You’ll have to go way back to my September 13th, 2010 post – “Scars: A love story” – for the photos below to make sense.
And even if you do, they still might not, not really. It’s just that I saw the movie Southpaw yesterday, and the scenes where the boxer got his eye cut open so he could see reminded me of the scars I have.
I didn’t win any medals for getting them, though.
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Scar: Left brown bone.
A result of a head butt that left tiny bone fragments where little pieces broke off my left brow bone and stayed under the skin. A little bit of a black eye, and a broken left glasses lens.
Scar: Upper left “laugh line.”
The scar on the left between the outside of my nose and the corner of my mouth left from a punch in the face is cleverly concealed by my nasolabial fold. The cut was the only injury that time.
Can you read this story, look see these photos, and imagine yourself in my place for just a little bit?
If so, maybe you’ll understand why I have trouble letting go of hurts – even ones that don’t leave marks – and why I need someone to notice, admit, and care if he hurts me or my feelings – even if he (or she) didn’t do it on purpose.
It makes me seem fragile and demanding. Sometimes I am.
And I’m very, very sorry, for more reasons than you’ll ever know.
Yesterday I took the online quiz “What does your name mean in French?” Here’s the answer I got:
I don’t know about the “tower of strength” or “confidence” part, but I do have a very strong force field under certain circumstances.
The Light Side.
I can be an advocate, a protector, a rescuer. Need someone to give you first aid and make sure you get medical care? I’m all over it. Want someone who will stand beside you in a fight? I’m in.
The Dark Side.
However, if I interpret something someone says or does in a way that makes me feel disrespected or bossed around, the Janeson Force can be brutal. Those feelings were evoked in me at such an early age that my first reaction to anything not overtly positive has often been instant – fear, closely followed by anger – and…uh…forceful.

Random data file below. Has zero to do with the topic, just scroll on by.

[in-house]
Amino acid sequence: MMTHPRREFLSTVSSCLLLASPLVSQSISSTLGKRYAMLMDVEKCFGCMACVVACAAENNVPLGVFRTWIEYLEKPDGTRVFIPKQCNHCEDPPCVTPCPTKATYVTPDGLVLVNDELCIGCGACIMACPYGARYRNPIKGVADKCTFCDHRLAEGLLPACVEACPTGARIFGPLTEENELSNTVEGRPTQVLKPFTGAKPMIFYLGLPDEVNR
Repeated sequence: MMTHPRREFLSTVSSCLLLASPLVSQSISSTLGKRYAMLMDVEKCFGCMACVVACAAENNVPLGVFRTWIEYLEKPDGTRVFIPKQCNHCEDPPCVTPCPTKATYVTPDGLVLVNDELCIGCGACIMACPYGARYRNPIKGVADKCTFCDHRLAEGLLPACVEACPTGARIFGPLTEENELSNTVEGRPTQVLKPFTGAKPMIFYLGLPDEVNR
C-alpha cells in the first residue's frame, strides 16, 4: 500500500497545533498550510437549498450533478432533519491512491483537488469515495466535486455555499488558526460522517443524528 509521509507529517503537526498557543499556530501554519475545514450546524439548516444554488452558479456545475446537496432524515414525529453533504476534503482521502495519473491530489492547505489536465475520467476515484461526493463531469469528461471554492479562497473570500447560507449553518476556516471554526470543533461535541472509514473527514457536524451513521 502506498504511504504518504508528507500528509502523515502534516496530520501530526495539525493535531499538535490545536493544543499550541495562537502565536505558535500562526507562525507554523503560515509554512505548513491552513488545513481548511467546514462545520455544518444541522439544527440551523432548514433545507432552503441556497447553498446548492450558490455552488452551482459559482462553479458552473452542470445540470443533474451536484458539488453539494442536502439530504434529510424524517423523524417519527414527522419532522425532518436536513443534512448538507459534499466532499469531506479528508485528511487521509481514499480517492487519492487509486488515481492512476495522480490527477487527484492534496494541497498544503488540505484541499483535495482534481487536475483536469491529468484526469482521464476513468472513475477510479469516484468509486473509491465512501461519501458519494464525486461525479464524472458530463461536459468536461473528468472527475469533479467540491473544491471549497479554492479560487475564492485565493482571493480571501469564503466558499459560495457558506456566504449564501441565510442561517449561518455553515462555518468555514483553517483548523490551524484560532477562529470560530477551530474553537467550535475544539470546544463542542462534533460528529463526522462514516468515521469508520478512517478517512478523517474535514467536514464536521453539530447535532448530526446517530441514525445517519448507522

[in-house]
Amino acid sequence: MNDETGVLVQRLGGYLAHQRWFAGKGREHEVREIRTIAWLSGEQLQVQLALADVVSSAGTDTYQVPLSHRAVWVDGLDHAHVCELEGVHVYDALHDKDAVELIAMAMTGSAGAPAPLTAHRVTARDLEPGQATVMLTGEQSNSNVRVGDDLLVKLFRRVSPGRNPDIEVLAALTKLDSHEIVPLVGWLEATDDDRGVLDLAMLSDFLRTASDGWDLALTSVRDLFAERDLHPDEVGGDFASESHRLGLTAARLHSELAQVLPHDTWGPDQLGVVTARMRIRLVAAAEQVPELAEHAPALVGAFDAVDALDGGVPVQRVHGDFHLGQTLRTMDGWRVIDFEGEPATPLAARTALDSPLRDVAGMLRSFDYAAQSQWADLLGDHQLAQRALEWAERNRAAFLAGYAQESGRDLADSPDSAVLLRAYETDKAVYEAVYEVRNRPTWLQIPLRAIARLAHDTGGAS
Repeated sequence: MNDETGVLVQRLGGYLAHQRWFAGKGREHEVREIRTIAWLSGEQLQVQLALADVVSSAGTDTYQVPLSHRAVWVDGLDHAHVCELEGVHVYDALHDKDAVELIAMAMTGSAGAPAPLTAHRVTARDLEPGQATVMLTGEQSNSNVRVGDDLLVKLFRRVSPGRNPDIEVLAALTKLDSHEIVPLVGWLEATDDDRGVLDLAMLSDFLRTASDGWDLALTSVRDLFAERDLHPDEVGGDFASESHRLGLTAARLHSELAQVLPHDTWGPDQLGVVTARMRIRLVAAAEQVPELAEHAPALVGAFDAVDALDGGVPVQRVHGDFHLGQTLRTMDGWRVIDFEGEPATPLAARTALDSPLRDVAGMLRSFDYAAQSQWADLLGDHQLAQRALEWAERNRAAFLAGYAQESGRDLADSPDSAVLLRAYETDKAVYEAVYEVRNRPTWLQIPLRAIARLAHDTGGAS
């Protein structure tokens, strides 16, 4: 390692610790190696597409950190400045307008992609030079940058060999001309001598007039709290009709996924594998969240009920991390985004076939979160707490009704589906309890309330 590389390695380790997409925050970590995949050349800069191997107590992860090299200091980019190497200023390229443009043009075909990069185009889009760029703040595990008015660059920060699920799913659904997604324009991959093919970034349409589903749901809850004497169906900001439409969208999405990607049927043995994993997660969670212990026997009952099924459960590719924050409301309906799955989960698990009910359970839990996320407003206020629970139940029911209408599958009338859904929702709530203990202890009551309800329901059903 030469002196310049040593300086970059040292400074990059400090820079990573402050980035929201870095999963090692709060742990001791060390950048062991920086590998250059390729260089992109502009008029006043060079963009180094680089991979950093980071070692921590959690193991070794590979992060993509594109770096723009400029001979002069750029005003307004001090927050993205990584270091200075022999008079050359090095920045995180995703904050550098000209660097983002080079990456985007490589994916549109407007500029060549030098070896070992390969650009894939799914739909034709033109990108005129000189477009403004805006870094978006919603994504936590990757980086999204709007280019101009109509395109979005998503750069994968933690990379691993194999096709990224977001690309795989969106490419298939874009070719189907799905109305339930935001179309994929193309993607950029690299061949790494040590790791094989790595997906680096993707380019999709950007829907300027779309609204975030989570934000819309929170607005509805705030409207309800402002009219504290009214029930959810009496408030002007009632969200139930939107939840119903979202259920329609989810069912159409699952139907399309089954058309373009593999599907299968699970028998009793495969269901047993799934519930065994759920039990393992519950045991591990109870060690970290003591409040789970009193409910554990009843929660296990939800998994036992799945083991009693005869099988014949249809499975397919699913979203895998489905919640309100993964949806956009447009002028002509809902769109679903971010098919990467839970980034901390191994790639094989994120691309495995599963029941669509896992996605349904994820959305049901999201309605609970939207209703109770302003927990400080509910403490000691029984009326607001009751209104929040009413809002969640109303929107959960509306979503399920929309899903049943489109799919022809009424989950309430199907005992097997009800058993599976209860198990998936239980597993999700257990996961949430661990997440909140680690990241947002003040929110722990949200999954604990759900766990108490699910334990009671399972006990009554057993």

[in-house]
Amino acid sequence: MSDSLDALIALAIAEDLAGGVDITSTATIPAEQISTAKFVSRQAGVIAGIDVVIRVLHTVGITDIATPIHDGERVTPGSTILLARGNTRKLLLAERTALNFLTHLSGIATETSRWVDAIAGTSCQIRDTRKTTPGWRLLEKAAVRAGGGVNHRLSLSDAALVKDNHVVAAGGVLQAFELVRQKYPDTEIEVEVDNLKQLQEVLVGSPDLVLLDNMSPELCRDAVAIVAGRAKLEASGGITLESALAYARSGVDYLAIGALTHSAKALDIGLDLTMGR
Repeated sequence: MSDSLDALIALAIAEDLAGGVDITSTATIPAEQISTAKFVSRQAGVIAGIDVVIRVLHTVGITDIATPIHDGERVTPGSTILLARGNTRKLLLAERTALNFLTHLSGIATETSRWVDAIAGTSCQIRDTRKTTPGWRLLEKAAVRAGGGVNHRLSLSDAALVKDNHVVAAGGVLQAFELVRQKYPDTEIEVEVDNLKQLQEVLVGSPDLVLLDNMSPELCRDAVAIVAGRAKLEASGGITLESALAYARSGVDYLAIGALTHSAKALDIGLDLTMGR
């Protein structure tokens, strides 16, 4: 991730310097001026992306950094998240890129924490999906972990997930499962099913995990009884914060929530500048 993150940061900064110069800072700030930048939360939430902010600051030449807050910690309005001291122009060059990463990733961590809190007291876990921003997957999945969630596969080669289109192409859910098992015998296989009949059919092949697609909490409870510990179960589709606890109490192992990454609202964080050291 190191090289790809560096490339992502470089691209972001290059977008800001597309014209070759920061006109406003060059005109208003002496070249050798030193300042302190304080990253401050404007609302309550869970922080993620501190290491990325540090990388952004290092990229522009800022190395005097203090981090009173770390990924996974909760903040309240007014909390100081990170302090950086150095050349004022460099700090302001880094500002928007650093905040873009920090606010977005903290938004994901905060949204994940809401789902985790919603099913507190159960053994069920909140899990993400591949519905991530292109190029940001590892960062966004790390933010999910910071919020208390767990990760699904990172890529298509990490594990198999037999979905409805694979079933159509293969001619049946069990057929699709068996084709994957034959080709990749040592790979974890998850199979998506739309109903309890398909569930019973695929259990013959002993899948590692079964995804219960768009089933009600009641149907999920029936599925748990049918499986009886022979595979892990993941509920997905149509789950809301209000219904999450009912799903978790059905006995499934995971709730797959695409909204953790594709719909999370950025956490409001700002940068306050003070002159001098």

I’ve hurt a lot of people with that force, and I regret that I didn’t learn much earlier how to channel that energy more positively.
Moving Toward the Light.
Few people are mean, condescending, or disrespectful intentionally. And when they are, it says more about them than it does about me.
I’m learning to take the time to identify my feelings and separate them from the event that triggered them. When I do that, I can respond with The Light Side of The Force instead of The Dark Side.
Turning that sequence of behaviors into a habit is a work in progress. Happily, the Janeson Force helps me with that, too.
Chapter 4: Family fun on the 4th…and shrimp burgers.
Kara’s in-laws and Dan were nice enough to invite me to join them for their 4th of July picnic. Dinner was delicious, with Evan’s first attempt at shrimp burgers being a big hit with me. Oz was in fine form, and Dan took pictures of darn near everyone, including me.
Chapter 3: Out on the Cove
Dan decided he wanted to take Maddie out on the cove, so I invited Buffy along and off we went: four kayaks, four people, three vehicles. Okay, not very energy efficient, but lots of fun.
Chapter 2: Dan, Maddie & Janeson’s Big Adventures.
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Maddie meets Stripey.